From UNIX to virtual reality: Where CAD’s going

How designers and engineers tackle development has changed significantly with computer-aided design (CAD) tools, and organisations in every industry now use the software tools to expedite the development process and create better end products.

Given the rapid growth of CAD, we sat down with Solidworks expert Alex Kok to learn a little more about how it's changing the world, from prototyping hip replacements to designing next-generation rocket engines.

In this article, we'll take a closer look at where CAD came from, where we are now and where the software is likely go in the very near future.

Turning back the clock

CAD first emerged in the late 1960s, right around the time American astronauts were first preparing to jet off to the moon and their Russian counterparts were struggling to keep up.

Interestingly, it's in this aerospace sector where CAD got it's start. Only the massive industrial giants involved in the production of military and civilian aircraft, as well as spacecraft, had the money to invest in such a radical new form of design. A far cry from the easy-to-use software and hardware available now, these organisations had to spend significant resources on room-sized UNIX computers capable of actually running early CAD software.

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This continued for a time, with CAD remaining largely inaccessible to the public and smaller businesses without substantial budgets. That is until a man named Bill Gates released the first version of what would eventually become a global phenomenon – Microsoft Windows.

Solidworks followed, being the first piece of desktop-class CAD software available on the market. While not many people believed it would happen at the time, Solidworks quickly established itself as the CAD software of choice for designers and engineers.

What's more, the development of Windows-based CAD, thanks to Solidworks, meant the industry could finally move away from the massive, space-intensive computers of the past.

Established and growing

Walk into any product design studio, automotive manufacturing department or home office and you'll see CAD software running flawlessly on desktop PCs. It's certainly a departure from the $50,000 UNIX workstations of old.

The fact is, even laptops now have more computing power than what was required to send the Apollo 11 astronauts to the moon. Basically, it's possible to do a lot more with a lot less.

It's also clear people are realising how much they can do with CAD software on modern PCs. Jon Peddie Research, a firm focusing on design and multimedia, found that the CAD market reached US$8 billion in 2014, with a total of 5.15 million users.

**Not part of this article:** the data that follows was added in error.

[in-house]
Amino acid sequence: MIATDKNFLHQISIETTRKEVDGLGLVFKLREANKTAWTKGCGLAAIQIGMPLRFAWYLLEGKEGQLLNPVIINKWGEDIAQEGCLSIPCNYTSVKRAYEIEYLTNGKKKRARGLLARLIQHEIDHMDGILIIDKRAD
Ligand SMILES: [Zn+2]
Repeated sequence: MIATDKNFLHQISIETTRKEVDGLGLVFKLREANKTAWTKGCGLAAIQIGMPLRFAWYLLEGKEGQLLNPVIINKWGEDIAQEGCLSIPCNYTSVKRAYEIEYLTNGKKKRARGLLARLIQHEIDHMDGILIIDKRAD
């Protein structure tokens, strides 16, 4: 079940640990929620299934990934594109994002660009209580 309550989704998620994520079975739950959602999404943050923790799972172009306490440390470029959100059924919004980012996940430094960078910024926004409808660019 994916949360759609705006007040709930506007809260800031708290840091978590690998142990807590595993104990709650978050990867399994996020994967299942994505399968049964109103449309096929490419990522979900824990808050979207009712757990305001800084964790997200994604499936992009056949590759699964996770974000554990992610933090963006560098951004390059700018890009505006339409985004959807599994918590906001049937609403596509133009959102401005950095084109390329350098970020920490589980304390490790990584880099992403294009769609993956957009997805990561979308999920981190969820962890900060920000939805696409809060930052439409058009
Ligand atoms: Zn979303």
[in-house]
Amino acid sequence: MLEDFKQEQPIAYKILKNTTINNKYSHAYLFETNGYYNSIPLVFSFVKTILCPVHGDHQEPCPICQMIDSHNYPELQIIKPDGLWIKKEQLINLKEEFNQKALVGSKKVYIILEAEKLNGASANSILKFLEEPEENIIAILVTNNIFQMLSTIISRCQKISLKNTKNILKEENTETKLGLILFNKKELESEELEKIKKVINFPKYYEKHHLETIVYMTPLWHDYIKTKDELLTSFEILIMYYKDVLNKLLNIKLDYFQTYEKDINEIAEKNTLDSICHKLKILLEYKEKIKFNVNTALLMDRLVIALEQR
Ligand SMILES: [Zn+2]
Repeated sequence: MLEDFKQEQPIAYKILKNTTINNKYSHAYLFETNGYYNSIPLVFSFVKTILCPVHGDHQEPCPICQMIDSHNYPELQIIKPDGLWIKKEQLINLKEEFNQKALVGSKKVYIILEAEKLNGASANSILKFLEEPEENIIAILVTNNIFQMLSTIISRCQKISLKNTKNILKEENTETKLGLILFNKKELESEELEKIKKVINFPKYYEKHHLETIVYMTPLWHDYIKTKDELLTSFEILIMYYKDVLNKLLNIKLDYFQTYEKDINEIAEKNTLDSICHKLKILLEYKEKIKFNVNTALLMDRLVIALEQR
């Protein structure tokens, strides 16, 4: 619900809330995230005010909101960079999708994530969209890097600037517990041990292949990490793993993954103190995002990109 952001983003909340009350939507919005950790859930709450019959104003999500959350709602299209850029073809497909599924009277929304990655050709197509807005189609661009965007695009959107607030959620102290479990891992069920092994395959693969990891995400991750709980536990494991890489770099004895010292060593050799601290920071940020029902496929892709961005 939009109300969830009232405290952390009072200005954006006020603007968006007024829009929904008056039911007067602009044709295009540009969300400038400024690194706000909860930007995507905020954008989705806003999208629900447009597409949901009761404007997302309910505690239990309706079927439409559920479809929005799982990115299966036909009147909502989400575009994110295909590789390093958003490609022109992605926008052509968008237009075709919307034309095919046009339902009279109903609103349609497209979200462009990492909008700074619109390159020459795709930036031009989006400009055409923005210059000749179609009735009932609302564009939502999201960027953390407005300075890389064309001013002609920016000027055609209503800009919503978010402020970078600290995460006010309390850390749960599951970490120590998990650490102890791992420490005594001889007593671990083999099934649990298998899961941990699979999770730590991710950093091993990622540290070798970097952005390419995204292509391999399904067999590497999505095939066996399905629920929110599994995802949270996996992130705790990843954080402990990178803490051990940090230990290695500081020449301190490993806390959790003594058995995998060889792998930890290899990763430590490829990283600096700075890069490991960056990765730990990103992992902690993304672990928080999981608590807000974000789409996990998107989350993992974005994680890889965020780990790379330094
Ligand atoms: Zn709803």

Growth isn't set to stop here, however – far from it. By 2017, Jon Peddie Research expects that the CAD market will reach US$8.7 billion globally. The reason for such significant growth? The organisation pointed to the availability of training and courses, as well as the transition from 2D to 3D in certain industries.

Forward to the future

So, what developments are we set to see over the coming years? While laptops and desktops are the primary terminals for CAD (both for professionals and enthusiasts), evolution isn't slowing.

It's not a stretch to imagine that an engineer begins his or her morning with light CAD work on a smartphone before transitioning to a laptop on the train and then a desktop at work – all the while working on the same project.

When talking about using smartphones as part of a CAD workflow, the first reaction for many will likely be one of dismissal. But, it's important to remember how people viewed Windows when it first started to enter the market after UNIX. Windows was often seen as a Corolla – reliable, certainly, but quite basic. UNIX, on the other hand, was the Ferrari – powerful and fully-featured.

We're on the cusp of a similar transition now, as devices continue to become even more powerful, with certain new phones even including quad-core CPUs. Using these devices to power CAD workflows isn't a leap of the imagination.

But what's beyond mobile? Where's the next area of technological growth for CAD software?

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Enter the Matrix

For a designer or engineer, visualisation is key. Whether putting together a new wind turbine motor assembly or mocking up packaging for a food item, seeing how the finished item will look is critical to a successful outcome.

So, how can visualisation improve to ensure the best possible end result? The answer may lie with Matrix-esque technologies.

Virtual reality has taken off in recent years. Headsets like the Oculus Rift and HTC Vive are soon set to hit the market, bringing about a change in the way we view digital media.

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Virtual reality headsets essentially feed dual images to two screens within a headset, and lenses within the headset distort the image so to the user it feels like reality. When paired with CAD software, it becomes possible to view models and products in a number of different environments. Motion-tracking in these units allows users to tilt their heads around and see a virtual space from all angles.

In the not-too-distant future, CAD software users may be putting together products entirely within virtual worlds – certainly a far cry from the UNIX workstations of old.